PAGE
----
• i18n - used primarily by control plugins. This allows you to encapsulate the translations within the plugin itself. While best practice is to use the mi18n library, a control plugin will generally need to be self contained. If any translations cannot be found defined here, control.js will fall back to looking up the mi18n object.
// option 1 - define multiple translations
i18n: {
  'fr-FR': {
    myType: 'Mon Type',
    mySubType: 'Mon sous-type'
  'default': {
    myType: 'My Type',
    mySubType: 'My sub type'

// option 2 - simpler approach to just define 1 translation (for the common situation where a class defines just 1 type or subtype)
i18n: {
  'fr-FR': 'Mon Type',
  'default': 'My Type'
  • icon - the icon to use in the list of controls for this control. If your control class supports multiple types, this should be defined as an object with the type being the key for each icon.
// simple icon definition for a class that only supports 1 type (or uses the same icon for all types)
static get definition() {
  return {
    icon: '🌟',
    i18n: {
      default: 'Star Rating'
  • inactive - array of inactive types that shouldn't appear in formBuilder interface (but still be supported for rendering purposes) - see control/select.js for an example

The label for a control in the list of form builder controls should be defined as the translation for the type. E.g. if you want to rename the label for a textarea, you would update the mi18n translation for textarea, or define an override in the i18n property.


The layout class controls how each 'row' for the form will be output. Each row of the form has a label, some optional help text, and a form control / widget. The layout class will stick these DOMElements together and wrap them in other appropriate DOMElements. It centralises the code to determining how these elements fit together and/or interact, and allows us to override this as necessary for a specific use case.

The default layout puts an help text into a '?' tooltip, and embeds this within the label, which is rendered inside a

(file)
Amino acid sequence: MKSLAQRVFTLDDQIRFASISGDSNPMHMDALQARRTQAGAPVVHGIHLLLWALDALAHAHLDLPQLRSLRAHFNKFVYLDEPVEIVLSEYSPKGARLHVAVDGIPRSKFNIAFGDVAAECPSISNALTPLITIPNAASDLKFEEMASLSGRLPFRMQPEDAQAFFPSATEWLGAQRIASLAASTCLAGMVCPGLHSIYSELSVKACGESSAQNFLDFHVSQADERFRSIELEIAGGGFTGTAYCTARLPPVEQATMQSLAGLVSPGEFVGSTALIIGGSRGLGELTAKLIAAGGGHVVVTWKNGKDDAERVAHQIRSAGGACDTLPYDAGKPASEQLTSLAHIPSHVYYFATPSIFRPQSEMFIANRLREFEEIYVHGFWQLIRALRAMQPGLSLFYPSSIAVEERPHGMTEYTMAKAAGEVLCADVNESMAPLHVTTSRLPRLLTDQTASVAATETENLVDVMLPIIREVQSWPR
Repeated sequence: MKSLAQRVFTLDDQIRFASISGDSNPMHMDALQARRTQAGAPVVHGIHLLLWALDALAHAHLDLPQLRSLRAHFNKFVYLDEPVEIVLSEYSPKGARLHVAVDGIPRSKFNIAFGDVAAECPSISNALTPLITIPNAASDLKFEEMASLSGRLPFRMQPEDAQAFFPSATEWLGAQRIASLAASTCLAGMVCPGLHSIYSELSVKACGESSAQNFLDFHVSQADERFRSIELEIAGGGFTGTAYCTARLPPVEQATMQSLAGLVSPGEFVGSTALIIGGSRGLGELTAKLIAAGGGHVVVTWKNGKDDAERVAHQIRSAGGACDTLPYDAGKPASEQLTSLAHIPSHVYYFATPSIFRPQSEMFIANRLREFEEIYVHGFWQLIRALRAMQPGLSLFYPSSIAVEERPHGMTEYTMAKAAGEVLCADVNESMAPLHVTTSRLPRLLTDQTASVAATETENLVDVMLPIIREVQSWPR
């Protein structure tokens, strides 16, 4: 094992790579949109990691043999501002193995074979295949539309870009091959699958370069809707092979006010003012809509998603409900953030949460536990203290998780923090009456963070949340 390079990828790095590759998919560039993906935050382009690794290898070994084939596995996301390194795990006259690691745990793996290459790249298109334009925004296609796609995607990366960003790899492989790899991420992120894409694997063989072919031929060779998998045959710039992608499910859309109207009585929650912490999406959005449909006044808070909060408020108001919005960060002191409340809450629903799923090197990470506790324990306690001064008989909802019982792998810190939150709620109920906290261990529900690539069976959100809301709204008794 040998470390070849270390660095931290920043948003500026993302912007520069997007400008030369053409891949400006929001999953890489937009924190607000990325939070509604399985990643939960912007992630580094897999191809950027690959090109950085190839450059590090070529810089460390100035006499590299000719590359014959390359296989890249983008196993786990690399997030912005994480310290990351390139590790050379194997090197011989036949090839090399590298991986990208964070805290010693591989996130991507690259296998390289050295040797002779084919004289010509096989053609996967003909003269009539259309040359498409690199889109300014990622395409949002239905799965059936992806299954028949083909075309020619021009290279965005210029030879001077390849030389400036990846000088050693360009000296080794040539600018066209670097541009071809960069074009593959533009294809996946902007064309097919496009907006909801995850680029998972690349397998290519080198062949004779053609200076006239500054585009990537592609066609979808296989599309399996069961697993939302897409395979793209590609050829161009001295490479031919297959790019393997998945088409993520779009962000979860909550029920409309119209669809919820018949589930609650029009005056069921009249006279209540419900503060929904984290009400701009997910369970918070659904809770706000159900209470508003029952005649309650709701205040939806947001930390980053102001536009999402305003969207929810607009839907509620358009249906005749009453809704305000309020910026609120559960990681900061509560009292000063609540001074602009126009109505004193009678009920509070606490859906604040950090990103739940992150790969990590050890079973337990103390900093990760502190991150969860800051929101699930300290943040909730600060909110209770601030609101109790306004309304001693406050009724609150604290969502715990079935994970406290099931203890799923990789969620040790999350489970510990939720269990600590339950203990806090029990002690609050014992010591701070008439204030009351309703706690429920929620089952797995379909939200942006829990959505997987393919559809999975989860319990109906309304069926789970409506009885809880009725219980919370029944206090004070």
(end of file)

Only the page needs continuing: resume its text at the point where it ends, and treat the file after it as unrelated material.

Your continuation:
The layout class defines multiple templates which are used to render different types of controls. The primary predefined templates are default (typical control), noLabel (controls only the control should be returned), or hidden where the 'naked' control should be output (with no wrapping divs). The build method of a control can indicate which template should be used to render that particular control. E.g. control/hidden.js defines the hidden template to be used.

It is possible to override a layout template by passing an object of overriding templates to the constructor. Both formBuilder.js and formRender.js support an option layoutTemplates which achieves this. Each layout template should be a function that receives a variety of parameters (by default templates receive field, label, help and data). The last parameter for any template will be the object of data for this 'row' of the form.

For more control, it is possible to create a class that inherits from the layout class and pass this class as a layout option to formBuilder of formRender.

Customising main layouts

layoutTemplates: {
  default: function(field, label, help, data) {
    help = $('<div/>')
      .attr('id', 'row-' +
    return $('<div/>').append(label, field, help);

Customising label & help layouts

layoutTemplates: {
  help: function(helpText) {
    return $('<div/>')
  label: function(label, data) {

    // cheeky styling
    return $('<label class="bright" style="margin-top:15px;"/>')

Key methods

  • constructor - defines the default templates, merges in override templates, default configuration
  • configure - if you have defined a custom layout class this can be used to manipulate the object configuration post constructing
  • build - one of the primary methods that creates the control, label, help and then joins them using a template.
  • label - put together a label DOMElement
  • help - put together a help DOMElement